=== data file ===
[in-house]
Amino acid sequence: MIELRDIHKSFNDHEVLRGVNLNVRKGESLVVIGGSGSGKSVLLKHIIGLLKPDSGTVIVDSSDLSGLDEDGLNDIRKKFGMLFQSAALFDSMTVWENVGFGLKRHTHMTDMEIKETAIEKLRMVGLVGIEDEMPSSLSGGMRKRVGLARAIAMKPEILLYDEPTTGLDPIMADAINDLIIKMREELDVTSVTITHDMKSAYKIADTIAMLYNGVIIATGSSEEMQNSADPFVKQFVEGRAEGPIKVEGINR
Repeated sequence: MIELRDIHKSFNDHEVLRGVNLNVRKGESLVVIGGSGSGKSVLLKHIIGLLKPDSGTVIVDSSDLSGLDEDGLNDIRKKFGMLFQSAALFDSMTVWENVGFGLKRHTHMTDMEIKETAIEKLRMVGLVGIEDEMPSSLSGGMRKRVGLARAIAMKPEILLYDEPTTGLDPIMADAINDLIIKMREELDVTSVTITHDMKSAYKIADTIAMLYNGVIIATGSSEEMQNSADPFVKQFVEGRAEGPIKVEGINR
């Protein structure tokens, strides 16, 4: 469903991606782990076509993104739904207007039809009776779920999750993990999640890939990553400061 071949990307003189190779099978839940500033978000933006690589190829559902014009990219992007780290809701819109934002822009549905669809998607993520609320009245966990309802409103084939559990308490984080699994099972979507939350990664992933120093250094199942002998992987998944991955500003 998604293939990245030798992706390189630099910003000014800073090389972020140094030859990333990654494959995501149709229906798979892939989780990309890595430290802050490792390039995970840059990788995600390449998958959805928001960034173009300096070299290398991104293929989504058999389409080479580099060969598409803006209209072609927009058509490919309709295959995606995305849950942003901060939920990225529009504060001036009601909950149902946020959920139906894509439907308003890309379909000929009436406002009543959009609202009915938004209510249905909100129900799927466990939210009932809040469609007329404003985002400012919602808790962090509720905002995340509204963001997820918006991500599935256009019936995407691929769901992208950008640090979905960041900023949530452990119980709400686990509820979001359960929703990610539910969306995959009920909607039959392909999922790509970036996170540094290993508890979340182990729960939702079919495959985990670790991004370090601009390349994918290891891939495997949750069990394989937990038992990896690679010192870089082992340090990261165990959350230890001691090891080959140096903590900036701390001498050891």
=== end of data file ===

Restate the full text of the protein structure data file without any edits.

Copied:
[in-house]
Amino acid sequence: MIELRDIHKSFNDHEVLRGVNLNVRKGESLVVIGGSGSGKSVLLKHIIGLLKPDSGTVIVDSSDLSGLDEDGLNDIRKKFGMLFQSAALFDSMTVWENVGFGLKRHTHMTDMEIKETAIEKLRMVGLVGIEDEMPSSLSGGMRKRVGLARAIAMKPEILLYDEPTTGLDPIMADAINDLIIKMREELDVTSVTITHDMKSAYKIADTIAMLYNGVIIATGSSEEMQNSADPFVKQFVEGRAEGPIKVEGINR
Repeated sequence: MIELRDIHKSFNDHEVLRGVNLNVRKGESLVVIGGSGSGKSVLLKHIIGLLKPDSGTVIVDSSDLSGLDEDGLNDIRKKFGMLFQSAALFDSMTVWENVGFGLKRHTHMTDMEIKETAIEKLRMVGLVGIEDEMPSSLSGGMRKRVGLARAIAMKPEILLYDEPTTGLDPIMADAINDLIIKMREELDVTSVTITHDMKSAYKIADTIAMLYNGVIIATGSSEEMQNSADPFVKQFVEGRAEGPIKVEGINR
């Protein structure tokens, strides 16, 4: 469903991606782990076509993104739904207007039809009776779920999750993990999640890939990553400061 071949990307003189190779099978839940500033978000933006690589190829559902014009990219992007780290809701819109934002822009549905669809998607993520609320009245966990309802409103084939559990308490984080699994099972979507939350990664992933120093250094199942002998992987998944991955500003 998604293939990245030798992706390189630099910003000014800073090389972020140094030859990333990654494959995501149709229906798979892939989780990309890595430290802050490792390039995970840059990788995600390449998958959805928001960034173009300096070299290398991104293929989504058999389409080479580099060969598409803006209209072609927009058509490919309709295959995606995305849950942003901060939920990225529009504060001036009601909950149902946020959920139906894509439907308003890309379909000929009436406002009543959009609202009915938004209510249905909100129900799927466990939210009932809040469609007329404003985002400012919602808790962090509720905002995340509204963001997820918006991500599935256009019936995407691929769901992208950008640090979905960041900023949530452990119980709400686990509820979001359960929703990610539910969306995959009920909607039959392909999922790509970036996170540094290993508890979340182990729960939702079919495959985990670790991004370090601009390349994918290891891939495997949750069990394989937990038992990896690679010192870089082992340090990261165990959350230890001691090891080959140096903590900036701390001498050891």